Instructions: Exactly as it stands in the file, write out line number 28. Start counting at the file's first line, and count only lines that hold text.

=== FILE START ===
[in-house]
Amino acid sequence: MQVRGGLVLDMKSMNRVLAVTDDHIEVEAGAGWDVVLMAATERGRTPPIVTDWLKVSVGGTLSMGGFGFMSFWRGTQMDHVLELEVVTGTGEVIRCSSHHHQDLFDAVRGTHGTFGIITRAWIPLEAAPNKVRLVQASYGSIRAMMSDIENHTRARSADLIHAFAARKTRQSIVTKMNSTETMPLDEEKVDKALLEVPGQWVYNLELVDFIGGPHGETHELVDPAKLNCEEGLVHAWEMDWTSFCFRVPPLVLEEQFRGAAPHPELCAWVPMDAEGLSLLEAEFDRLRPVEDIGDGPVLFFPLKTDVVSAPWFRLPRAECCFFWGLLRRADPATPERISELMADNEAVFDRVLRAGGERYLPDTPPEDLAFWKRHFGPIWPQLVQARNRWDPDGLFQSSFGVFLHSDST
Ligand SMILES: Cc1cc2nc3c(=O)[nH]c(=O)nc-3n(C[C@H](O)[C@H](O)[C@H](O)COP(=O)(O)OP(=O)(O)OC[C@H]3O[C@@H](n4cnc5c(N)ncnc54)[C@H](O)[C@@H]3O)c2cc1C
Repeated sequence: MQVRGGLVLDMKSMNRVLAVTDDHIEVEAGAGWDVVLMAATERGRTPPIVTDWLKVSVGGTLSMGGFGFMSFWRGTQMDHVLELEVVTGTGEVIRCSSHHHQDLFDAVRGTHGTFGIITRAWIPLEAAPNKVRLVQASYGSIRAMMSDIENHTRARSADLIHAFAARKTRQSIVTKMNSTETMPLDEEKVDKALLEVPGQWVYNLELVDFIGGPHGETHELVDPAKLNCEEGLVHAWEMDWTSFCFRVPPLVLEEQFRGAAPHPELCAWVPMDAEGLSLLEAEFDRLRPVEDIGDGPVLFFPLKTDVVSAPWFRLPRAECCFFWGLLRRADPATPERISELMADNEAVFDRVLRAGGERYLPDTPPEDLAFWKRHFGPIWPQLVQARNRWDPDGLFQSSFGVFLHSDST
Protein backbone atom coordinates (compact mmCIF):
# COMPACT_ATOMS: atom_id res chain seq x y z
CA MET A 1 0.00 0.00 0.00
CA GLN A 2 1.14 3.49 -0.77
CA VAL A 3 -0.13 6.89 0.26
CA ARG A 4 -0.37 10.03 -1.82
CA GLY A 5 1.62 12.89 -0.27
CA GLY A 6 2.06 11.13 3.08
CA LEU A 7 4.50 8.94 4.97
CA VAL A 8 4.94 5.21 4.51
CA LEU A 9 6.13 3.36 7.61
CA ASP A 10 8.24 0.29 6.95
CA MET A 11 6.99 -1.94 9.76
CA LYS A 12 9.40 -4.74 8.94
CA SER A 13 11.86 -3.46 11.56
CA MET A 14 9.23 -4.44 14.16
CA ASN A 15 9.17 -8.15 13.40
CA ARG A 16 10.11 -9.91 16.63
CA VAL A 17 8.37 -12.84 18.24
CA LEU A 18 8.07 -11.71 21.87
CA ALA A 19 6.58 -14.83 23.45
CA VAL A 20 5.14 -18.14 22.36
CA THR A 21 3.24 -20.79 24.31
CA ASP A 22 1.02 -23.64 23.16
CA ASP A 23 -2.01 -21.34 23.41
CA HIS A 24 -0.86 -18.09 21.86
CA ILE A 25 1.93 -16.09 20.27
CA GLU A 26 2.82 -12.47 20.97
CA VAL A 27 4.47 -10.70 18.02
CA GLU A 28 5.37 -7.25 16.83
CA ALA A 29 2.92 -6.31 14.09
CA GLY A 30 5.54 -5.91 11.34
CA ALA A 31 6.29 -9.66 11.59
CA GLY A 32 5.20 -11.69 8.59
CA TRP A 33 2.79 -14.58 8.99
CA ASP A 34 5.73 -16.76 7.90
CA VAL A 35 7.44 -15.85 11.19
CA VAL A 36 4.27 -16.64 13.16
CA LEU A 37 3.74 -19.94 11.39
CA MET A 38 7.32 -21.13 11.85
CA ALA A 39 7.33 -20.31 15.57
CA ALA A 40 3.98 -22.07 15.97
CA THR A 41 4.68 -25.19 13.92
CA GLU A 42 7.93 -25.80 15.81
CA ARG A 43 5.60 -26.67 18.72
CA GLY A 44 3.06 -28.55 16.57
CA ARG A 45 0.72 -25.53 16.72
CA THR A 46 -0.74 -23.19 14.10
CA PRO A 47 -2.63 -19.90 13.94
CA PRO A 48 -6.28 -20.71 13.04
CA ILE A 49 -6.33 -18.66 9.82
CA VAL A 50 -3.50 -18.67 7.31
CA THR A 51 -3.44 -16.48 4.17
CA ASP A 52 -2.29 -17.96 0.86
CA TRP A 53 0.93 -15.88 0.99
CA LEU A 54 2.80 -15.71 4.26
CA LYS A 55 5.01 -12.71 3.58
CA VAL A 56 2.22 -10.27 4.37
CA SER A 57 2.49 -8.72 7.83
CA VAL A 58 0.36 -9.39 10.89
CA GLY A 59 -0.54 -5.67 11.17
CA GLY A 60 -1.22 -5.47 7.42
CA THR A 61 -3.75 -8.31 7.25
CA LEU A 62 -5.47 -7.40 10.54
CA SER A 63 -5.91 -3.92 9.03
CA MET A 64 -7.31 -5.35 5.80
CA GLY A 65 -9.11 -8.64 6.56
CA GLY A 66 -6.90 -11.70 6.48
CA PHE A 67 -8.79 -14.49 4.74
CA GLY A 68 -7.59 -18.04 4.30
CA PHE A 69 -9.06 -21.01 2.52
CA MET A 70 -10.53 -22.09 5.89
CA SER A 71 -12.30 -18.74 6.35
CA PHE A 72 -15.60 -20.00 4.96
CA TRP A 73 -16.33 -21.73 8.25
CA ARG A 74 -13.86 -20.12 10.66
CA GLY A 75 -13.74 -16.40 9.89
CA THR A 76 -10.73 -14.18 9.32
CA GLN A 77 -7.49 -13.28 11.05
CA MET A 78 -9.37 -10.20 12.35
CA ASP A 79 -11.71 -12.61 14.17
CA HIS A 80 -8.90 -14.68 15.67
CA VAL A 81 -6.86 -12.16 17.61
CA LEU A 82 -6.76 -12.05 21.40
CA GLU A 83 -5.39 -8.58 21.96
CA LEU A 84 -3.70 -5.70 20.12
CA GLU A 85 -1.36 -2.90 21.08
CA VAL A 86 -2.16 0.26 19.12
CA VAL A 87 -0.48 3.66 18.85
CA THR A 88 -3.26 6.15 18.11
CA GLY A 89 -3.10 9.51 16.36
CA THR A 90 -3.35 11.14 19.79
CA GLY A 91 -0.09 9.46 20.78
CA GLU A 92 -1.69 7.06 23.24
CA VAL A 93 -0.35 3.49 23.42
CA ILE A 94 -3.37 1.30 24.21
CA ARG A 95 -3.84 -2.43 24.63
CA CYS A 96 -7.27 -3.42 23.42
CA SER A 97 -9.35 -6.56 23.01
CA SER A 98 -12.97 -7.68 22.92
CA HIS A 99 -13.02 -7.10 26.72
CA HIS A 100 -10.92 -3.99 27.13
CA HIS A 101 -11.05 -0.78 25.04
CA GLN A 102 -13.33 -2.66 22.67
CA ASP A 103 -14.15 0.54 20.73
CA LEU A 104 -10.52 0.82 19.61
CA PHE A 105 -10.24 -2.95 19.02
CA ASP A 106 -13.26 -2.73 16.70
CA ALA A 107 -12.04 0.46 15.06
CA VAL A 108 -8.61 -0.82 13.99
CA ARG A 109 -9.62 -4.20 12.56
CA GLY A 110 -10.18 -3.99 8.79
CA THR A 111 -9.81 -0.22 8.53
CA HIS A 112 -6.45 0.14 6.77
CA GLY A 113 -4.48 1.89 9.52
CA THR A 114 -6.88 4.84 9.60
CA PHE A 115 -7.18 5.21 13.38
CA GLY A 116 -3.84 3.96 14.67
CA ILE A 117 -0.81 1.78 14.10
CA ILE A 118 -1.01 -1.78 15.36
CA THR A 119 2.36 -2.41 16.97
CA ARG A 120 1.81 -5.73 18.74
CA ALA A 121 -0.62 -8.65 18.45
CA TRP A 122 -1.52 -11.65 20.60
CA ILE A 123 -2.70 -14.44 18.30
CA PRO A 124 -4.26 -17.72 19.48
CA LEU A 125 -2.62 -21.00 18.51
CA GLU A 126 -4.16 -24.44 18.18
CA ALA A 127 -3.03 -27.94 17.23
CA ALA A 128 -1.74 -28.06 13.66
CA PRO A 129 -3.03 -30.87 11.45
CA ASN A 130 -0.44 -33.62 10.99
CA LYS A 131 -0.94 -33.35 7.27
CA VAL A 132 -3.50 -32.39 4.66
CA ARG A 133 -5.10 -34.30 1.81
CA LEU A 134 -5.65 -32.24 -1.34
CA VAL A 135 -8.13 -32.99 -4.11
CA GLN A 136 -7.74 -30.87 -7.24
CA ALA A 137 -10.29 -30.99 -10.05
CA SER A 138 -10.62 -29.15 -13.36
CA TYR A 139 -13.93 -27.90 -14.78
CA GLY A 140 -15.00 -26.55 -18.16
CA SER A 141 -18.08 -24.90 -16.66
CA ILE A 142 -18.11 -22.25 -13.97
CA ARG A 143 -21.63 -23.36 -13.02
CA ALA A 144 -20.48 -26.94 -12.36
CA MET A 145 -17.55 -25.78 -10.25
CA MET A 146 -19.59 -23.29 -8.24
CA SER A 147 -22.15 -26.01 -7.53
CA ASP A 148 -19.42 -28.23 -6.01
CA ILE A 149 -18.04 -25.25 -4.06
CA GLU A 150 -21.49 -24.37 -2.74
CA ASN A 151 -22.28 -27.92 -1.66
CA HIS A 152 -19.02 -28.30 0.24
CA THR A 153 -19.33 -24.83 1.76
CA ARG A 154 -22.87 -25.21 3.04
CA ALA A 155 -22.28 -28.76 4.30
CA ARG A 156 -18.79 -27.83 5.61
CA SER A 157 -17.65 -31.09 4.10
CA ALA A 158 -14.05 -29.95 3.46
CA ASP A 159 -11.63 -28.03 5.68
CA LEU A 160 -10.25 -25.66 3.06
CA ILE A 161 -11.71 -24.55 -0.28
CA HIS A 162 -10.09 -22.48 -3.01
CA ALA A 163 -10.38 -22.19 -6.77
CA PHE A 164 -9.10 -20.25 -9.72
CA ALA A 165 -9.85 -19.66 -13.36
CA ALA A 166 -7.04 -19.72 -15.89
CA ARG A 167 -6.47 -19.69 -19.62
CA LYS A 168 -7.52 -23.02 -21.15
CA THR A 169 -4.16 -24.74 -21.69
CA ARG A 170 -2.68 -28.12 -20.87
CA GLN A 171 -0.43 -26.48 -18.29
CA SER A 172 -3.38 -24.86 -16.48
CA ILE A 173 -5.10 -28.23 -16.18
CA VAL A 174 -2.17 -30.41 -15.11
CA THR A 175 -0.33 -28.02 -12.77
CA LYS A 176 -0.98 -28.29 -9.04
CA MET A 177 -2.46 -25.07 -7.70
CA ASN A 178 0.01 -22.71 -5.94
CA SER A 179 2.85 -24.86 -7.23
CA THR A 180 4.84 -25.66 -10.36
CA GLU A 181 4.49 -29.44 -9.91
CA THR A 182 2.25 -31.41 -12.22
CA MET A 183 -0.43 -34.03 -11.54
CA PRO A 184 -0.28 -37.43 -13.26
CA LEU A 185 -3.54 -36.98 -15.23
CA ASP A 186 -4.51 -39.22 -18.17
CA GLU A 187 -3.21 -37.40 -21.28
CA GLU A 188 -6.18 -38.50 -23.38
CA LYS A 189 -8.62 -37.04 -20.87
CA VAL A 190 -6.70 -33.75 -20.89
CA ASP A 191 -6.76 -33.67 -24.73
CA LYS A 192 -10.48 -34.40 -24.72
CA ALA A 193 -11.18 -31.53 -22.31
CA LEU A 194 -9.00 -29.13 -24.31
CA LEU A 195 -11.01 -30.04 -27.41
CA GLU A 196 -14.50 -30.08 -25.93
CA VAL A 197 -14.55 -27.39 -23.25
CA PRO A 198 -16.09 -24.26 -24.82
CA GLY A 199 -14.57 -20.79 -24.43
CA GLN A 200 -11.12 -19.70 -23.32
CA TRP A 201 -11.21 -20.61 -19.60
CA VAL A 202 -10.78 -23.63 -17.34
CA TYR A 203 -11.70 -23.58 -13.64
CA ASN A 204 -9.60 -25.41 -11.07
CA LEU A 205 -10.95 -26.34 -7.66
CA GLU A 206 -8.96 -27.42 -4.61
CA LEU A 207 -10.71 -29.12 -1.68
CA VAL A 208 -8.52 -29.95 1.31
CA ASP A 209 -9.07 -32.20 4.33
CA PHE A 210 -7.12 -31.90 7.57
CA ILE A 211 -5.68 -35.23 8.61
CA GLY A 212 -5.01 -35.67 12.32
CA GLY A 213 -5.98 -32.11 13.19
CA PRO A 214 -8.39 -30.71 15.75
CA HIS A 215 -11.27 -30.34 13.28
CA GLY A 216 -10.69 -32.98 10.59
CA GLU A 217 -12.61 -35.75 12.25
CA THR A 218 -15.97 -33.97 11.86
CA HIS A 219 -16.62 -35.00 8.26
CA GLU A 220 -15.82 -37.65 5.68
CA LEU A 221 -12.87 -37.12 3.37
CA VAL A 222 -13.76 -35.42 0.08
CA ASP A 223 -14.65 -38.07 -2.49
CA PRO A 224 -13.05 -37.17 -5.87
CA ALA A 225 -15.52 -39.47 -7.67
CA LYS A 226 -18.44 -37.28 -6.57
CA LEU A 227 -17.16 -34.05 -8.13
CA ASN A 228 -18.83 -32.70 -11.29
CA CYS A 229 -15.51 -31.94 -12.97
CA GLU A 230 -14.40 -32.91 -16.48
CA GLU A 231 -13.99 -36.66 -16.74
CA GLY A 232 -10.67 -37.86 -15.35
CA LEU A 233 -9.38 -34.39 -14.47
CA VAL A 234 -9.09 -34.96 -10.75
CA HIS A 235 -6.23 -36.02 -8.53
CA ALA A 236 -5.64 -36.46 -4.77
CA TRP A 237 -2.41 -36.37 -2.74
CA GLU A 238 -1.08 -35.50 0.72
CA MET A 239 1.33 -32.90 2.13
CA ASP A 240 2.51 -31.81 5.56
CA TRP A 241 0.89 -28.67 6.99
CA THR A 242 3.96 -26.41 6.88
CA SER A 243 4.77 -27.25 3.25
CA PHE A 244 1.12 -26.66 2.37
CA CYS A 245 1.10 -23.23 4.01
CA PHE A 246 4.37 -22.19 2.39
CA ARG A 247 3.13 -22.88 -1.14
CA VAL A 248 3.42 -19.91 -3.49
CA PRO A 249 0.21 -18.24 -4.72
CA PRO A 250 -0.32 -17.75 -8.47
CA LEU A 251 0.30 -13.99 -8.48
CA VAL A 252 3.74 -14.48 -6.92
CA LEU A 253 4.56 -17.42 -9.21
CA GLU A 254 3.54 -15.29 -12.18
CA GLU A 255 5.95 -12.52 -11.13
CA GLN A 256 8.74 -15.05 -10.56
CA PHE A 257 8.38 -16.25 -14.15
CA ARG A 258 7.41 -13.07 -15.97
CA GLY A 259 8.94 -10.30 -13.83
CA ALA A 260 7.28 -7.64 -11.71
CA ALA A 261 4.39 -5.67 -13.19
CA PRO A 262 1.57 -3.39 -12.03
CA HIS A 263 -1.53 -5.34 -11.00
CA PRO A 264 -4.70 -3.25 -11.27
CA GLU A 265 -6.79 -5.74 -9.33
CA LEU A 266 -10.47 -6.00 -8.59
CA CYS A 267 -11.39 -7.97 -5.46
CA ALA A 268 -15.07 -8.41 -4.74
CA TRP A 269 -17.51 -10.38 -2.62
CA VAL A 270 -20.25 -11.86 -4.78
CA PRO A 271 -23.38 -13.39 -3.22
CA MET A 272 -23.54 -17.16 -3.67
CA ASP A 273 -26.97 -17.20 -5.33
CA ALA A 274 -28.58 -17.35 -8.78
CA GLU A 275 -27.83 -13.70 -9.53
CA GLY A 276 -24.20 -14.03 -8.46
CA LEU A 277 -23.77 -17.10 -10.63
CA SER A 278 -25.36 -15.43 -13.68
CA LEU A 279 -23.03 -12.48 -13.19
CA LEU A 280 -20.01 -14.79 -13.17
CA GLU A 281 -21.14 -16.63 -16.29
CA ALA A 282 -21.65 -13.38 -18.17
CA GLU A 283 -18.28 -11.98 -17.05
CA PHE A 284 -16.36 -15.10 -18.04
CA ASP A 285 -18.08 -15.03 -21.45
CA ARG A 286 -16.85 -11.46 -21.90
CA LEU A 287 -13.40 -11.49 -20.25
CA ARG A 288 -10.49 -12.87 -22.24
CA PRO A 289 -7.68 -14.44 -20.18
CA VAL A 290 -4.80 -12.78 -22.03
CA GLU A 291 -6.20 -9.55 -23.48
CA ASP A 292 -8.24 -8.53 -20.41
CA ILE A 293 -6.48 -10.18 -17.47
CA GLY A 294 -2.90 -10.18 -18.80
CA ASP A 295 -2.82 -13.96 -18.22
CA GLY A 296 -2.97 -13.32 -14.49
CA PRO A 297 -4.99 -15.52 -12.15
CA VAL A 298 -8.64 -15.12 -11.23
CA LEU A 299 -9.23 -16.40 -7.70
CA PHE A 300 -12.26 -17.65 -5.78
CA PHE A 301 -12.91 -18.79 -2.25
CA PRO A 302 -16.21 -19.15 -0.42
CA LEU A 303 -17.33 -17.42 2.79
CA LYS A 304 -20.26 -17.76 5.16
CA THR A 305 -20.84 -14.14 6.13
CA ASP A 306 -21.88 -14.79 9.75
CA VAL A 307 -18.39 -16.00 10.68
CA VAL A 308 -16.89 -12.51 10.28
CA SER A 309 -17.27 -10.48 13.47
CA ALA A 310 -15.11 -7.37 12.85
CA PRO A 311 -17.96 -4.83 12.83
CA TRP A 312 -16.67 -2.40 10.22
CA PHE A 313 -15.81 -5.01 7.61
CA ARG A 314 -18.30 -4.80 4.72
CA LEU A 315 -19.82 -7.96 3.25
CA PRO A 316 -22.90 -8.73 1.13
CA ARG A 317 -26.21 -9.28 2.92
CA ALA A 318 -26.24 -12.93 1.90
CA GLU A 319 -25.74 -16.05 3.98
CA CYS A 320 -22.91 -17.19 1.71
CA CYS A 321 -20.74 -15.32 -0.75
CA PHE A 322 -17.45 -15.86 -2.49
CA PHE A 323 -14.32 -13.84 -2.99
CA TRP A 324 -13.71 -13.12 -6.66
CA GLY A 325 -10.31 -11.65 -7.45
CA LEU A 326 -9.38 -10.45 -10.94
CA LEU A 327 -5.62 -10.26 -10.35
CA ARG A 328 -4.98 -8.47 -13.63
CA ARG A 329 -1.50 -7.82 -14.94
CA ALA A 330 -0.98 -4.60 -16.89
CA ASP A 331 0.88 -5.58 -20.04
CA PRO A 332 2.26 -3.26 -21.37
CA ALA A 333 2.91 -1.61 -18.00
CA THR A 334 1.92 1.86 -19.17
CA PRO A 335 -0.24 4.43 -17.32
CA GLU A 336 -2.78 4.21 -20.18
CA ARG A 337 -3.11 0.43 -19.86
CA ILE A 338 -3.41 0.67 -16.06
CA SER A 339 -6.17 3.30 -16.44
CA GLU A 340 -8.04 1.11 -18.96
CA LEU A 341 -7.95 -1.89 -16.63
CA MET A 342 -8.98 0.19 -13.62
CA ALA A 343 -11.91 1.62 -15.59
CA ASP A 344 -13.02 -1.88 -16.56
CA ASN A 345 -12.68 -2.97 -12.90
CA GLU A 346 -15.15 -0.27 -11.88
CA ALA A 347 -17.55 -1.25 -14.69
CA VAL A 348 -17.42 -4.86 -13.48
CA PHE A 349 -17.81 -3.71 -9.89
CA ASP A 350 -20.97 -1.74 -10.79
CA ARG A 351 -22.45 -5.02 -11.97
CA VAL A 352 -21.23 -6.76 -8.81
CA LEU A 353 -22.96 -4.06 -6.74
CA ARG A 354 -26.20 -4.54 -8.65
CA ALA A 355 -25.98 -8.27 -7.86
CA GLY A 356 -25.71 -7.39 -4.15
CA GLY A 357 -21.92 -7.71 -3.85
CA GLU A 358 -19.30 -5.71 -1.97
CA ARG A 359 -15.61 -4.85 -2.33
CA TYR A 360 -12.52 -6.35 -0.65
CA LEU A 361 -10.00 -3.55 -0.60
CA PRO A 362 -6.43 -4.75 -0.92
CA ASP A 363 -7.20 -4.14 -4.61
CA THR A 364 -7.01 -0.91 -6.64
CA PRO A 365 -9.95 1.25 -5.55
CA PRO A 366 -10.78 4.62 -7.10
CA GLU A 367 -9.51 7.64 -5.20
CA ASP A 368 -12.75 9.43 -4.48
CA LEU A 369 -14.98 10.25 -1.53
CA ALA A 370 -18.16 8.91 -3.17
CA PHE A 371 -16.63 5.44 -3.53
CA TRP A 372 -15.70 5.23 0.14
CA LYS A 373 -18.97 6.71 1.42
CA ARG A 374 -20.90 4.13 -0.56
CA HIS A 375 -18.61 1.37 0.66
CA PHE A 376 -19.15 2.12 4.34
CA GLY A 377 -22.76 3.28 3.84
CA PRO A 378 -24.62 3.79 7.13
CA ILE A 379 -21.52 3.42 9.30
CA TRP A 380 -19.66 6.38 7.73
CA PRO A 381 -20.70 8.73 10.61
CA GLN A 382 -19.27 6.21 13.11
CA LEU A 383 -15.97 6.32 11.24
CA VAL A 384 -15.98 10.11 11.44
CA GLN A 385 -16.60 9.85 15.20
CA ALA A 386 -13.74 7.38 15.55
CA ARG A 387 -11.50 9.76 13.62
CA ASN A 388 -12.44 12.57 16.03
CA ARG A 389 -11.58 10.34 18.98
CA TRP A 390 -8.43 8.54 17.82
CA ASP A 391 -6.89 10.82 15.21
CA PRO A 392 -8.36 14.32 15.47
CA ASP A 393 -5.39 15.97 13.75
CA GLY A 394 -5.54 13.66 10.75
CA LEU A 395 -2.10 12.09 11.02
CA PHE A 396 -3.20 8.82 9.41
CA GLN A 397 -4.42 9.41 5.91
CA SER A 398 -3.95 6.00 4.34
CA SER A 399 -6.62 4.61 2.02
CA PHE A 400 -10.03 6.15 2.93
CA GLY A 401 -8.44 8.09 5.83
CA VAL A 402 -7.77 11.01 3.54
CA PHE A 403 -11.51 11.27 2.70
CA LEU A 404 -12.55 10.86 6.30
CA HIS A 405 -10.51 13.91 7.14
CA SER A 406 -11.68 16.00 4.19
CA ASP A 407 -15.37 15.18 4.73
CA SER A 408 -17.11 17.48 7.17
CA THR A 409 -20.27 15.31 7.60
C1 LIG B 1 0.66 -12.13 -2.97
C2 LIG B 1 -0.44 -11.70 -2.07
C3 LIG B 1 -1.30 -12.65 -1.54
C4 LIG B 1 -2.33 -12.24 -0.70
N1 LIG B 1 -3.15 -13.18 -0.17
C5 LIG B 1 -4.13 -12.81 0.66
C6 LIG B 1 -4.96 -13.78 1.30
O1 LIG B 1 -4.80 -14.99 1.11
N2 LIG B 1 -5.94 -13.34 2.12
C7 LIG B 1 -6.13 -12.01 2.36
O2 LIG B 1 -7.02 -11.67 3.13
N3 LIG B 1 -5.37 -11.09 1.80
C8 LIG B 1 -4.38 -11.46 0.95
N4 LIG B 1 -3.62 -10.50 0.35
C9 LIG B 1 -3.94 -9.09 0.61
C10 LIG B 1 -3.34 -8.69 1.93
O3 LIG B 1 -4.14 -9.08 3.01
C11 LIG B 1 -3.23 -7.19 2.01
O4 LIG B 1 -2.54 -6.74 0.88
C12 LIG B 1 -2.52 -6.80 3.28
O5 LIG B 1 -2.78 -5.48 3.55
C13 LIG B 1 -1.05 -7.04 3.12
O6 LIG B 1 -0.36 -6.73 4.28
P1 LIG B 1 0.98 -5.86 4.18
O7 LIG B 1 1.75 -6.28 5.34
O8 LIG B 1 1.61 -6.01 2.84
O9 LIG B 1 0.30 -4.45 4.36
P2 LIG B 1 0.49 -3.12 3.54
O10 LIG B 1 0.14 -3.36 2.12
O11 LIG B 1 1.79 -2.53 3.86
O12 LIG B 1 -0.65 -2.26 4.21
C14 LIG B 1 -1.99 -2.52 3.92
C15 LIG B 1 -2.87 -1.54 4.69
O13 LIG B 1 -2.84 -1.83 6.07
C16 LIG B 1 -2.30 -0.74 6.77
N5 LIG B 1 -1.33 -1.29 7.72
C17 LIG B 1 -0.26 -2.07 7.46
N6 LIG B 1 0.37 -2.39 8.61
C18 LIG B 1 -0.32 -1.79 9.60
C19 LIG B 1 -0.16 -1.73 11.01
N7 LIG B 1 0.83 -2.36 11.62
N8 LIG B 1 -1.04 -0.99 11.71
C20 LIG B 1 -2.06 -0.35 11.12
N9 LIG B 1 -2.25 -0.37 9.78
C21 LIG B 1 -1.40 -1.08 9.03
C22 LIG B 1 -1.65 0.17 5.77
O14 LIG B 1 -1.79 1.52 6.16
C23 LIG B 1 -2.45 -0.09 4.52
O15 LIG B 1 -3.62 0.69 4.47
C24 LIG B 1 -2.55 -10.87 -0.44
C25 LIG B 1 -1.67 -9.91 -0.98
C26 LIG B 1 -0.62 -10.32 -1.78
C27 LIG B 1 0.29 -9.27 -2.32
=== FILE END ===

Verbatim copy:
CA ASP A 22 1.02 -23.64 23.16